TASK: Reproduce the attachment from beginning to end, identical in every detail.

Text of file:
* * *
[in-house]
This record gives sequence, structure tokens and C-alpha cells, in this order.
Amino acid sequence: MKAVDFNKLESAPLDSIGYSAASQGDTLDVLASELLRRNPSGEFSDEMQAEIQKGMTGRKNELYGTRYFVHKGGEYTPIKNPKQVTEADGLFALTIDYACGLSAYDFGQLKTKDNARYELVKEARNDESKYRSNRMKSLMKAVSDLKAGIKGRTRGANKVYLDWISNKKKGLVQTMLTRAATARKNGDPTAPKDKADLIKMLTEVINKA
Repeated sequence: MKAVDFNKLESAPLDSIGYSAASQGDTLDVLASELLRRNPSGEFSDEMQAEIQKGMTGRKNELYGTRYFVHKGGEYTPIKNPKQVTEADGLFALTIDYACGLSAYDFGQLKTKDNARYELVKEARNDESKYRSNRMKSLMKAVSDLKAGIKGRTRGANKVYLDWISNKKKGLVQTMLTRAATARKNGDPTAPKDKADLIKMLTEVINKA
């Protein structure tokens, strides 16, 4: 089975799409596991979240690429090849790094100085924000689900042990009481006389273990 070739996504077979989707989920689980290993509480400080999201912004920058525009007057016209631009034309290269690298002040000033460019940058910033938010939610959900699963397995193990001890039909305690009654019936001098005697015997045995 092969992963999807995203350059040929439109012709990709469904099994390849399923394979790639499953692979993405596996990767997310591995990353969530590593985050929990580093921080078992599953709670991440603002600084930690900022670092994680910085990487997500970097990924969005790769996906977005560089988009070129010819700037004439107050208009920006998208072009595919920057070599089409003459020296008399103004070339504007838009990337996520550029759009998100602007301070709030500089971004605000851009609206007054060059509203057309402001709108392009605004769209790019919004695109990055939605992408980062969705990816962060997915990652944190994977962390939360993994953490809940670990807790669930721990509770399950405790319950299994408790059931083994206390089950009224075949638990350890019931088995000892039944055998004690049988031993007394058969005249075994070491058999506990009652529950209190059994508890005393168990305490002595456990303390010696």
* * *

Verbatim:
[in-house]
This record gives sequence, structure tokens and C-alpha cells, in this order.
Amino acid sequence: MKAVDFNKLESAPLDSIGYSAASQGDTLDVLASELLRRNPSGEFSDEMQAEIQKGMTGRKNELYGTRYFVHKGGEYTPIKNPKQVTEADGLFALTIDYACGLSAYDFGQLKTKDNARYELVKEARNDESKYRSNRMKSLMKAVSDLKAGIKGRTRGANKVYLDWISNKKKGLVQTMLTRAATARKNGDPTAPKDKADLIKMLTEVINKA
Repeated sequence: MKAVDFNKLESAPLDSIGYSAASQGDTLDVLASELLRRNPSGEFSDEMQAEIQKGMTGRKNELYGTRYFVHKGGEYTPIKNPKQVTEADGLFALTIDYACGLSAYDFGQLKTKDNARYELVKEARNDESKYRSNRMKSLMKAVSDLKAGIKGRTRGANKVYLDWISNKKKGLVQTMLTRAATARKNGDPTAPKDKADLIKMLTEVINKA
């Protein structure tokens, strides 16, 4: 089975799409596991979240690429090849790094100085924000689900042990009481006389273990 070739996504077979989707989920689980290993509480400080999201912004920058525009007057016209631009034309290269690298002040000033460019940058910033938010939610959900699963397995193990001890039909305690009654019936001098005697015997045995 092969992963999807995203350059040929439109012709990709469904099994390849399923394979790639499953692979993405596996990767997310591995990353969530590593985050929990580093921080078992599953709670991440603002600084930690900022670092994680910085990487997500970097990924969005790769996906977005560089988009070129010819700037004439107050208009920006998208072009595919920057070599089409003459020296008399103004070339504007838009990337996520550029759009998100602007301070709030500089971004605000851009609206007054060059509203057309402001709108392009605004769209790019919004695109990055939605992408980062969705990816962060997915990652944190994977962390939360993994953490809940670990807790669930721990509770399950405790319950299994408790059931083994206390089950009224075949638990350890019931088995000892039944055998004690049988031993007394058969005249075994070491058999506990009652529950209190059994508890005393168990305490002595456990303390010696």